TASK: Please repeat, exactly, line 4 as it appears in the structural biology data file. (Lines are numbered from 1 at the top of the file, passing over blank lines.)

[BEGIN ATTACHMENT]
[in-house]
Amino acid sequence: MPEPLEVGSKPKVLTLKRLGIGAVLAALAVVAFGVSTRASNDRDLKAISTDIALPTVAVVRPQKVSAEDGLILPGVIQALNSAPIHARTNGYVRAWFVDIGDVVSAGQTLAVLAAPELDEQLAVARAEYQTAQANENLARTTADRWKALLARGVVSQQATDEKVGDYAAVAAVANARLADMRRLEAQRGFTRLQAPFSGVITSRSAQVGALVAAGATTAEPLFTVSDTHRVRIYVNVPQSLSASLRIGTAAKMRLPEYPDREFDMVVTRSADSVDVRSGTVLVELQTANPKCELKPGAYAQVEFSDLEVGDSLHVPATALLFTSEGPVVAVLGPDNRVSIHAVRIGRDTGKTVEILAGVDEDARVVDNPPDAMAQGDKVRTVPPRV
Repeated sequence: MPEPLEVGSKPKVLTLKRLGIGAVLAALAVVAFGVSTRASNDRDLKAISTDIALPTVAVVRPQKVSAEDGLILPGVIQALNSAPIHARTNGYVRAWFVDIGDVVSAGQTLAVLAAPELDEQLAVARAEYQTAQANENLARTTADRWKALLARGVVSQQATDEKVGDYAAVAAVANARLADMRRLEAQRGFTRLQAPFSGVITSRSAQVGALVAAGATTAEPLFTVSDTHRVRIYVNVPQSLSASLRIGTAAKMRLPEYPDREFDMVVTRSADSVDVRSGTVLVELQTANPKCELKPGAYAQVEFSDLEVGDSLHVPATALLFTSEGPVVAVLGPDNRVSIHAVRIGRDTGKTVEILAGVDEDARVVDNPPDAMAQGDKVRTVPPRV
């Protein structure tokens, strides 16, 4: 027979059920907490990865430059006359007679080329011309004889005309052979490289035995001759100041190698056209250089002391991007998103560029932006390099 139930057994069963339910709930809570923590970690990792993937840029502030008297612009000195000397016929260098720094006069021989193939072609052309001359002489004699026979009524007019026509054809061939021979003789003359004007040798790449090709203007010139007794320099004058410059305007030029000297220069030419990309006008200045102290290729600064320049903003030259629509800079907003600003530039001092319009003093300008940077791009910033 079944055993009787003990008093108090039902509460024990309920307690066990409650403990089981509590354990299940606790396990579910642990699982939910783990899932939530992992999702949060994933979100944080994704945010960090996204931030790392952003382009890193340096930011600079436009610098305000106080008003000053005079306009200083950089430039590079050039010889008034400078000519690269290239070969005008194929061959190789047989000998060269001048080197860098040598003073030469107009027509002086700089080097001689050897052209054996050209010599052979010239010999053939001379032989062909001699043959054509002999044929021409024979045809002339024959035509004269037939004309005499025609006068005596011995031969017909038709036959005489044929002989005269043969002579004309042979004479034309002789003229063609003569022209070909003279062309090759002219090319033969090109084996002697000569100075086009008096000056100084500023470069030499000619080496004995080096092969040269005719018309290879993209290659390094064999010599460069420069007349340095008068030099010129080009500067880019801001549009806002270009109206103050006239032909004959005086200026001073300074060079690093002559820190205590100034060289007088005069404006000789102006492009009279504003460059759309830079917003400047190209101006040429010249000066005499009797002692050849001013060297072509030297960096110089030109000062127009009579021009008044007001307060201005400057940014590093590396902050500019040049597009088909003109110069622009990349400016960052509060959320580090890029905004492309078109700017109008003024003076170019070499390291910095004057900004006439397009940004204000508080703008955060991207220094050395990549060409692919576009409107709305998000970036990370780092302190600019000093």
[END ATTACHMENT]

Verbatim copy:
């Protein structure tokens, strides 16, 4: 027979059920907490990865430059006359007679080329011309004889005309052979490289035995001759100041190698056209250089002391991007998103560029932006390099 139930057994069963339910709930809570923590970690990792993937840029502030008297612009000195000397016929260098720094006069021989193939072609052309001359002489004699026979009524007019026509054809061939021979003789003359004007040798790449090709203007010139007794320099004058410059305007030029000297220069030419990309006008200045102290290729600064320049903003030259629509800079907003600003530039001092319009003093300008940077791009910033 079944055993009787003990008093108090039902509460024990309920307690066990409650403990089981509590354990299940606790396990579910642990699982939910783990899932939530992992999702949060994933979100944080994704945010960090996204931030790392952003382009890193340096930011600079436009610098305000106080008003000053005079306009200083950089430039590079050039010889008034400078000519690269290239070969005008194929061959190789047989000998060269001048080197860098040598003073030469107009027509002086700089080097001689050897052209054996050209010599052979010239010999053939001379032989062909001699043959054509002999044929021409024979045809002339024959035509004269037939004309005499025609006068005596011995031969017909038709036959005489044929002989005269043969002579004309042979004479034309002789003229063609003569022209070909003279062309090759002219090319033969090109084996002697000569100075086009008096000056100084500023470069030499000619080496004995080096092969040269005719018309290879993209290659390094064999010599460069420069007349340095008068030099010129080009500067880019801001549009806002270009109206103050006239032909004959005086200026001073300074060079690093002559820190205590100034060289007088005069404006000789102006492009009279504003460059759309830079917003400047190209101006040429010249000066005499009797002692050849001013060297072509030297960096110089030109000062127009009579021009008044007001307060201005400057940014590093590396902050500019040049597009088909003109110069622009990349400016960052509060959320580090890029905004492309078109700017109008003024003076170019070499390291910095004057900004006439397009940004204000508080703008955060991207220094050395990549060409692919576009409107709305998000970036990370780092302190600019000093």